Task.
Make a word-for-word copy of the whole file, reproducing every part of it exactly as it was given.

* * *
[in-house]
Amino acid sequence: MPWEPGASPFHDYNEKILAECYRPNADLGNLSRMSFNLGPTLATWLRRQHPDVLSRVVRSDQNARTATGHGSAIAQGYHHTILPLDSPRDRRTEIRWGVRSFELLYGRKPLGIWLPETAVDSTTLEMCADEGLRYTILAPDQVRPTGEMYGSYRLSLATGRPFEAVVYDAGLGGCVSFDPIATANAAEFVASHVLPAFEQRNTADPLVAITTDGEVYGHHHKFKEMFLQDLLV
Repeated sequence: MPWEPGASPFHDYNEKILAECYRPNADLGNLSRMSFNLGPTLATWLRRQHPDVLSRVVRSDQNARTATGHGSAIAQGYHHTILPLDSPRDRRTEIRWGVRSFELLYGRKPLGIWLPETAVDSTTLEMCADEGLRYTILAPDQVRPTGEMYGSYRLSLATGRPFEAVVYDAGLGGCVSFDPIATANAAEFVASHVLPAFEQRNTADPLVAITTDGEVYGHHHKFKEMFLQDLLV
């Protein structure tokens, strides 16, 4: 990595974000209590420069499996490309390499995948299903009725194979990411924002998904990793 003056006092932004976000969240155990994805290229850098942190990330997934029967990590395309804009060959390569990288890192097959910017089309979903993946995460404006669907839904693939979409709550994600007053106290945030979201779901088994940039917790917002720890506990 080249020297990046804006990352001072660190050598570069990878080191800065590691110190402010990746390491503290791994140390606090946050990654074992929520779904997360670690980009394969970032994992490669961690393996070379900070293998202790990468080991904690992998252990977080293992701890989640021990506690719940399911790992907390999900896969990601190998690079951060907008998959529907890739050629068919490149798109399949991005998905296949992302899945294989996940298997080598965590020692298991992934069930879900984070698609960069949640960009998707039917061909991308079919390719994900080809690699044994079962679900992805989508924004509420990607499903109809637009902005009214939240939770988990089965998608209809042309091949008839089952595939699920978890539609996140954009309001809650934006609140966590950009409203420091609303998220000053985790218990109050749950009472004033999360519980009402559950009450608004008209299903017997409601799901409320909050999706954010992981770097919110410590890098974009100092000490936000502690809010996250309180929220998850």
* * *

[in-house]
Amino acid sequence: MPWEPGASPFHDYNEKILAECYRPNADLGNLSRMSFNLGPTLATWLRRQHPDVLSRVVRSDQNARTATGHGSAIAQGYHHTILPLDSPRDRRTEIRWGVRSFELLYGRKPLGIWLPETAVDSTTLEMCADEGLRYTILAPDQVRPTGEMYGSYRLSLATGRPFEAVVYDAGLGGCVSFDPIATANAAEFVASHVLPAFEQRNTADPLVAITTDGEVYGHHHKFKEMFLQDLLV
Repeated sequence: MPWEPGASPFHDYNEKILAECYRPNADLGNLSRMSFNLGPTLATWLRRQHPDVLSRVVRSDQNARTATGHGSAIAQGYHHTILPLDSPRDRRTEIRWGVRSFELLYGRKPLGIWLPETAVDSTTLEMCADEGLRYTILAPDQVRPTGEMYGSYRLSLATGRPFEAVVYDAGLGGCVSFDPIATANAAEFVASHVLPAFEQRNTADPLVAITTDGEVYGHHHKFKEMFLQDLLV
């Protein structure tokens, strides 16, 4: 990595974000209590420069499996490309390499995948299903009725194979990411924002998904990793 003056006092932004976000969240155990994805290229850098942190990330997934029967990590395309804009060959390569990288890192097959910017089309979903993946995460404006669907839904693939979409709550994600007053106290945030979201779901088994940039917790917002720890506990 080249020297990046804006990352001072660190050598570069990878080191800065590691110190402010990746390491503290791994140390606090946050990654074992929520779904997360670690980009394969970032994992490669961690393996070379900070293998202790990468080991904690992998252990977080293992701890989640021990506690719940399911790992907390999900896969990601190998690079951060907008998959529907890739050629068919490149798109399949991005998905296949992302899945294989996940298997080598965590020692298991992934069930879900984070698609960069949640960009998707039917061909991308079919390719994900080809690699044994079962679900992805989508924004509420990607499903109809637009902005009214939240939770988990089965998608209809042309091949008839089952595939699920978890539609996140954009309001809650934006609140966590950009409203420091609303998220000053985790218990109050749950009472004033999360519980009402559950009450608004008209299903017997409601799901409320909050999706954010992981770097919110410590890098974009100092000490936000502690809010996250309180929220998850």